Unions take aim at child labor, trafficking

Around the globe, 215 million children are engaged in child labor, including an estimated six million in forced labor. Annual reports, released this week by the U.S. Department of Labor’s Bureau of International Affairs, track the progress and lack of progress in combating child labor.

The reports, said Labor Secretary Hilda Solis: “Remind us of what happens to the most vulnerable members of society when poverty and labor exploitation unite. The information in these reports is a vital tool in the effort to stop this abuse and can have an enormous impact in the hands of those who want to join efforts to end these labor practices.”

The Labor Department’s “2011 Findings on the Worst Forms of Child Labor” looks at child labor in 144 countries and the nations’ efforts to combat child labor. It also introduces a tool to assess countries’ efforts to eliminate the worst forms of child labor, tracking from year to year whether a country has made significant, moderate and minimal or no advancement. Carol Pier, associate deputy undersecretary for International Affairs, says the assessment of a nation’s progress in combating child labor “highlights accomplishments and spotlights remaining challenges.”

The report also explores programs that successfully combat child labor and highlights the work by the AFL-CIO Solidarity Center, which helped launch a program to combat child trafficking in the tea, coffee and sugar sectors in Kenya. The report notes that “this program trains union stewards on trafficking issues and raises awareness about labor practices that promote child labor such as sub-contracting and outsourcing.”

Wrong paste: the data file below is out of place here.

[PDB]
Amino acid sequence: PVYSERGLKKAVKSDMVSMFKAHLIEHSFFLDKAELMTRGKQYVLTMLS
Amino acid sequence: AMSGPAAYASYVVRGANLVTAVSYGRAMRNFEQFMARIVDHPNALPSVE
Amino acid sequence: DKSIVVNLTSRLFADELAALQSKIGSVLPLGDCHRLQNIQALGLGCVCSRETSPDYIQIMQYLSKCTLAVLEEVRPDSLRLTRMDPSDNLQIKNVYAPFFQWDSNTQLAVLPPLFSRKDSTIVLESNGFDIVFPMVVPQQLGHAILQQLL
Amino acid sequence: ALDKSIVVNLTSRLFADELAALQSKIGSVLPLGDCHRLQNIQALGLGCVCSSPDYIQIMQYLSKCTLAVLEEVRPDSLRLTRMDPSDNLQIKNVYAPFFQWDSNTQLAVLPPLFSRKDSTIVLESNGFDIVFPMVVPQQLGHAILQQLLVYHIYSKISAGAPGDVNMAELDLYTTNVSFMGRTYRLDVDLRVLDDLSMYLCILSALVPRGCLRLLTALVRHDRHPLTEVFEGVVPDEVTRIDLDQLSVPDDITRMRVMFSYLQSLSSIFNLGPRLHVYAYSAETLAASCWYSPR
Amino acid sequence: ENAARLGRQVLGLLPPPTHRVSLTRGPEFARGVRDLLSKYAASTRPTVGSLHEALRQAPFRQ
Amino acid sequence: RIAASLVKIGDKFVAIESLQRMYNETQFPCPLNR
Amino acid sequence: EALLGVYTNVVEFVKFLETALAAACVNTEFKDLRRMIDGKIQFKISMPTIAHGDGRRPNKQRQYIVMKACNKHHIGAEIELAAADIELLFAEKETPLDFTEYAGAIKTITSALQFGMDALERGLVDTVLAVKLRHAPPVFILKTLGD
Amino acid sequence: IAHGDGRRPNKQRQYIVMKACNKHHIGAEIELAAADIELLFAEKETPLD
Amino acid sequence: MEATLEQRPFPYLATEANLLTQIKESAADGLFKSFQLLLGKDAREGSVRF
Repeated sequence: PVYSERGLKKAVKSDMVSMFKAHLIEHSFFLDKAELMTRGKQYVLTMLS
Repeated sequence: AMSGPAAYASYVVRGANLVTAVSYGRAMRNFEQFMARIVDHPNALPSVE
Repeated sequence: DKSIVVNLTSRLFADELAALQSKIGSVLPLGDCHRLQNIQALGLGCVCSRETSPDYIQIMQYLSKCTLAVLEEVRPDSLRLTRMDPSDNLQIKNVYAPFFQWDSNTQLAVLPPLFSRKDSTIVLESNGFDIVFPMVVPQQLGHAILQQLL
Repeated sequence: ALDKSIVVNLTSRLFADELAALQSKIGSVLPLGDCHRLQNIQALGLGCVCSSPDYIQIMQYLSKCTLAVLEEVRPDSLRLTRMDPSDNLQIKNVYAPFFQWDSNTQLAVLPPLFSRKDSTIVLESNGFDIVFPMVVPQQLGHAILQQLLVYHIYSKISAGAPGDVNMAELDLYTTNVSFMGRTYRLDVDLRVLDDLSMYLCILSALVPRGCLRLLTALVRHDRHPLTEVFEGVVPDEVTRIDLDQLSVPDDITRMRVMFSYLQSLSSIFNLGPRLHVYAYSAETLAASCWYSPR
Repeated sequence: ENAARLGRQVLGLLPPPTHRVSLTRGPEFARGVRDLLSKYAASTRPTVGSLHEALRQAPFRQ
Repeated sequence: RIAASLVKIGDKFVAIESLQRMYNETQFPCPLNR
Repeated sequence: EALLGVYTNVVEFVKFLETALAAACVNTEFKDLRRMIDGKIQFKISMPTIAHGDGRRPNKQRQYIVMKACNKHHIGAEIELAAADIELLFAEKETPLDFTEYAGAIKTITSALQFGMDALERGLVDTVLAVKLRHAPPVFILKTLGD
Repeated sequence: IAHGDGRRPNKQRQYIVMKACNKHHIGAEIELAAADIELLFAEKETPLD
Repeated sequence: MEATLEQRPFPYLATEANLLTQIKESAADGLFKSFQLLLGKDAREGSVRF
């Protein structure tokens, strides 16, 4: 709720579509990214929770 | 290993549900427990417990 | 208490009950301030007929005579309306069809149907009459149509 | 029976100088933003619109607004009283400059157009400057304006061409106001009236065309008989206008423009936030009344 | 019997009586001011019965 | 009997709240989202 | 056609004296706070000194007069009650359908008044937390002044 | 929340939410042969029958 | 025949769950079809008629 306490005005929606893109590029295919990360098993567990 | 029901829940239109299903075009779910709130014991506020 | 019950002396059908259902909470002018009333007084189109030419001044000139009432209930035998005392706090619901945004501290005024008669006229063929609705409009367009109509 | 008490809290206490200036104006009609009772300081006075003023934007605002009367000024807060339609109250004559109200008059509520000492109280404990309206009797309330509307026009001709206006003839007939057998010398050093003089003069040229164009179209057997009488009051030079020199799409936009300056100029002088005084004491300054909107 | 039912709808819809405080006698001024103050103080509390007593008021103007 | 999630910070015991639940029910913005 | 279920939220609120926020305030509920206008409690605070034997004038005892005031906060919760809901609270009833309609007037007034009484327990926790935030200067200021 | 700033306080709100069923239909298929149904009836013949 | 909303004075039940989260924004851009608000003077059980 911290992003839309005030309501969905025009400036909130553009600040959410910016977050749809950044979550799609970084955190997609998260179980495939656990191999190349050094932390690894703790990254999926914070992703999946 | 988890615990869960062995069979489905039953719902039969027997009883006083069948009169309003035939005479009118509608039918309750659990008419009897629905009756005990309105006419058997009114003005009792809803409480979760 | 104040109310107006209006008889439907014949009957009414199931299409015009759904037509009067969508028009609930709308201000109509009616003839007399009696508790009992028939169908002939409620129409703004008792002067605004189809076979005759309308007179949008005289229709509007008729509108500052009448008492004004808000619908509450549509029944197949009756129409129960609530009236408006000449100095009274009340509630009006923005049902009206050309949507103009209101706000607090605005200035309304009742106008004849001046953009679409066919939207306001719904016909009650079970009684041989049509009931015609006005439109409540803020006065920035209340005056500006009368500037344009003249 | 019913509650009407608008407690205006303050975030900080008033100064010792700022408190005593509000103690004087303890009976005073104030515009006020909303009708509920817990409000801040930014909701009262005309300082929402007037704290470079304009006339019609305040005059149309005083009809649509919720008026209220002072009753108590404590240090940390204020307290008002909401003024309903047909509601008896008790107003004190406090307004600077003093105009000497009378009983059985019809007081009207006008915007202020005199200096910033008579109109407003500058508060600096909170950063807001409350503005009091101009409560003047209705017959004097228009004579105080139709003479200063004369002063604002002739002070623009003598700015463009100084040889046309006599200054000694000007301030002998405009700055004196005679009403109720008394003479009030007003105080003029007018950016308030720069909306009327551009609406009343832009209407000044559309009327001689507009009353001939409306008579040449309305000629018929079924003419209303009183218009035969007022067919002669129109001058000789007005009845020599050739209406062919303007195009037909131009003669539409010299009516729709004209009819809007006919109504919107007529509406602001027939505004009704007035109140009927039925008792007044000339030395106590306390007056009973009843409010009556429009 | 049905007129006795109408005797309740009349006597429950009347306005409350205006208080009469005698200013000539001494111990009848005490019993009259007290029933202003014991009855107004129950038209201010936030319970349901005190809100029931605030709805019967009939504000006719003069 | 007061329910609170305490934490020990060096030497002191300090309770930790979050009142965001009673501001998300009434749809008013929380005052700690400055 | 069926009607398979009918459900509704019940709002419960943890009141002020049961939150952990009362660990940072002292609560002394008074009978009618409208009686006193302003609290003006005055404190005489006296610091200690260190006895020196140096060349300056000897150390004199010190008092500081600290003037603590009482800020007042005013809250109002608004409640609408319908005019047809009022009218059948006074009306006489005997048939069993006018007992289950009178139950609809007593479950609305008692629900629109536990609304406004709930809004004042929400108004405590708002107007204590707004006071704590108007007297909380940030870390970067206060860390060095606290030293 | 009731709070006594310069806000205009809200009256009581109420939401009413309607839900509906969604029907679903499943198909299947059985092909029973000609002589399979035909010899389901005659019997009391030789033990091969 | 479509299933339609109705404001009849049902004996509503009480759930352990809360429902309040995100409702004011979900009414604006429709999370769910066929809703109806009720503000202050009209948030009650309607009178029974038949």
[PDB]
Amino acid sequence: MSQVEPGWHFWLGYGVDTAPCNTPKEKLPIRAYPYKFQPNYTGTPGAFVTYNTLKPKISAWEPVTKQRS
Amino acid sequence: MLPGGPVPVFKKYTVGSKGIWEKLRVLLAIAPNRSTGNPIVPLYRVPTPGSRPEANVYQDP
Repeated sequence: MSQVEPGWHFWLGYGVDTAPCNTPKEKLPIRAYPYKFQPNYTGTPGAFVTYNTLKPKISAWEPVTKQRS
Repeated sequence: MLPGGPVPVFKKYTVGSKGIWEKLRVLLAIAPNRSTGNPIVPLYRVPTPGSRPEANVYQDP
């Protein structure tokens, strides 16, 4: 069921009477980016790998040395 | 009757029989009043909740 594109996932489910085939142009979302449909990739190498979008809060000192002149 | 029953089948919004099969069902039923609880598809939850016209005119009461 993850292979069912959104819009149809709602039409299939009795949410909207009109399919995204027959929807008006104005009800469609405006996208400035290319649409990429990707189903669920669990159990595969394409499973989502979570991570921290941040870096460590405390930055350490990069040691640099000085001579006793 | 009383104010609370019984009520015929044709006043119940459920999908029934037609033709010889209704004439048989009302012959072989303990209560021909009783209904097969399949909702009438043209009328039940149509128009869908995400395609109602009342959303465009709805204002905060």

The Solidarity Center and its partners around the world expose the problem of child labor, push for policies that prepare young people for the workplace and promote more effective national action plans to curb this abuse of worker and human rights.

The “List of Goods Produced by Child or Forced Labor” details 134 goods from 74 countries that ILAB has reason to believe are produced by forced labor, child labor or both, in violation of international standards. The list includes diamonds from Angola, bananas from Belize, fireworks from China, carpets from India pornography from Mexico and products from another 69 nations.

At the press conference announcing the reports, Solis said that since 1995, the Labor Department has funded more than 250 projects in 90 countries aimed at combating child labor and will provide $60 million for additional programs by the end of 2012.

I believe that combating child labor can break the cycle of poverty. By allowing children to strive for better opportunities to learn, we can help lift families, communities and whole nations out of poverty. That is why we are funding projects designed to remove children from exploitation and connect them with education and other services.

Photo: Many children, like the one pictured in Uzbekistan, still endure child labor.   Ecouterre